Moon and ISS (photo)

The presented image was taken by astrophotographer Andrew McCarthy on June 21. He is well known for his very spectacular portraits of the Moon. But the new image differs from most other works in one detail. If you look closely, you can see a very remarkable object in the upper left part of the lunar disk. This is the ISS.

Transit of the ISS on the background of the Moon. Source: Andrew McCarthy

McCarthy has previously published images of the ISS transit on the Moon photo. But on them, the station was in shadow, and it could be seen as a dark silhouette against the background of the lunar disk. At the same time, the ISS was illuminated by the Sun, which allowed us to directly view its main modules.

In McCarthy’s images, the ISS is located in a kind of triangle between the 96-kilometer Copernicus crater (lower right corner), the 29-kilometer Kepler crater (lower left corner) and the 40-kilometer Aristarchus crater (upper left corner).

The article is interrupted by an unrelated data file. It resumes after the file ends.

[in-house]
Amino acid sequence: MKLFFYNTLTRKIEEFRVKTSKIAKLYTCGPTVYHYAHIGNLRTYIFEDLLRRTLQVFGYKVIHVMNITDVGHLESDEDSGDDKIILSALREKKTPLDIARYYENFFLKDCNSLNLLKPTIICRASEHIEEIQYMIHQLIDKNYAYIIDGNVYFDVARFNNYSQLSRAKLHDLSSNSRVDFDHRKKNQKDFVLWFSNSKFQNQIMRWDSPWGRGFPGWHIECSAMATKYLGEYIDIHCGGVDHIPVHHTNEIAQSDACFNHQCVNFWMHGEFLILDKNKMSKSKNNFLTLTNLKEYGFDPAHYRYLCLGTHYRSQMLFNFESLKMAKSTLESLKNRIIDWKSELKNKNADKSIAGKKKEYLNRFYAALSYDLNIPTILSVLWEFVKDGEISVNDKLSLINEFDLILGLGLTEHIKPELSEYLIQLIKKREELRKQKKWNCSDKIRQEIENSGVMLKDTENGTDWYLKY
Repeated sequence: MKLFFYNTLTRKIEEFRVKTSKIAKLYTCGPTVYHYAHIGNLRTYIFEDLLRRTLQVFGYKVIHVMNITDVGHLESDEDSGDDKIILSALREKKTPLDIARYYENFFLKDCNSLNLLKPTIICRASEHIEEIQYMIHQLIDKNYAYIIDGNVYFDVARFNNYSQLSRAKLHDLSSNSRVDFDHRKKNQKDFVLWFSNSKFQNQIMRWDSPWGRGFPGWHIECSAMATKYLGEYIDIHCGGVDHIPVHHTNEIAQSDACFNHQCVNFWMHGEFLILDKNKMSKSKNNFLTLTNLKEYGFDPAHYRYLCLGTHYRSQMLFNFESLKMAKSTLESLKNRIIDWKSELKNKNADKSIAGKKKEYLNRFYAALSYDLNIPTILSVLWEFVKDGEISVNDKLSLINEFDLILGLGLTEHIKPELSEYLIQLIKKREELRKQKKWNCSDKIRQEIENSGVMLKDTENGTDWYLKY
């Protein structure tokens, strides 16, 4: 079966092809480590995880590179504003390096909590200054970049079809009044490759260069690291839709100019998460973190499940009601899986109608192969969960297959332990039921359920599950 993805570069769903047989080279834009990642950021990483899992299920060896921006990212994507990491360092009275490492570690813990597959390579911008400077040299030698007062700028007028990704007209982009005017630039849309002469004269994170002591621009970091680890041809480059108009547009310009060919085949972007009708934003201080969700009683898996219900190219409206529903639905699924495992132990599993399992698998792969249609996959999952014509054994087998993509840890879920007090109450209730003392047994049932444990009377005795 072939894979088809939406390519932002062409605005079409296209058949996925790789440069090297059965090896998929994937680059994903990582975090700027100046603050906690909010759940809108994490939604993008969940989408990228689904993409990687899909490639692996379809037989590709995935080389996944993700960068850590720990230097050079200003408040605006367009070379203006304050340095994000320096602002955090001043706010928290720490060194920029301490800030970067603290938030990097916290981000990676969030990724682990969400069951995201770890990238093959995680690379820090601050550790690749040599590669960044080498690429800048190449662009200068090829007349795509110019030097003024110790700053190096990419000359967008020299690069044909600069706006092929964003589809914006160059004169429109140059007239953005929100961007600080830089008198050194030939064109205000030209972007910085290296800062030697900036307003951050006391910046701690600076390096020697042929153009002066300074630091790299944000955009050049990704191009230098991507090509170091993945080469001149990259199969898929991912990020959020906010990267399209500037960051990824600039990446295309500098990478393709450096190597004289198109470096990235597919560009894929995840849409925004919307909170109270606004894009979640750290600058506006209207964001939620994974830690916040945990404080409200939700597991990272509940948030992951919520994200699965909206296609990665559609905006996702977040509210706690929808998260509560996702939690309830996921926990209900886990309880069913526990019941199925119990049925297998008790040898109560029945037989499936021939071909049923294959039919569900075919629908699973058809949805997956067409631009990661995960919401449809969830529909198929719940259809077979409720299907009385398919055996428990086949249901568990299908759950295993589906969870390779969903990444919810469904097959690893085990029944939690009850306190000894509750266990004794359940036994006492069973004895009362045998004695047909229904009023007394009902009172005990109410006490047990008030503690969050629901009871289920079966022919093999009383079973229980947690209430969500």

Transit of the ISS on the background of the Moon. Source: Andrew McCarthy

All three formations are well preserved and have a high albedo, which indicates their relatively small age by lunar standards. Thus, the Kepler crater is still surrounded by light rays consisting of matter ejected upon impact. Over time, it darkens, so the presence of a radiation system is a very reliable indicator of the youth of the formation. And the same Aristarchus crater, in principle, is the brightest structure on the Moon. Its albedo exceeds the albedo of most lunar impact formations by two times, which makes it possible to notice it even with the naked eye.

You can also admire the fantastic photos of the recent parade of planets.

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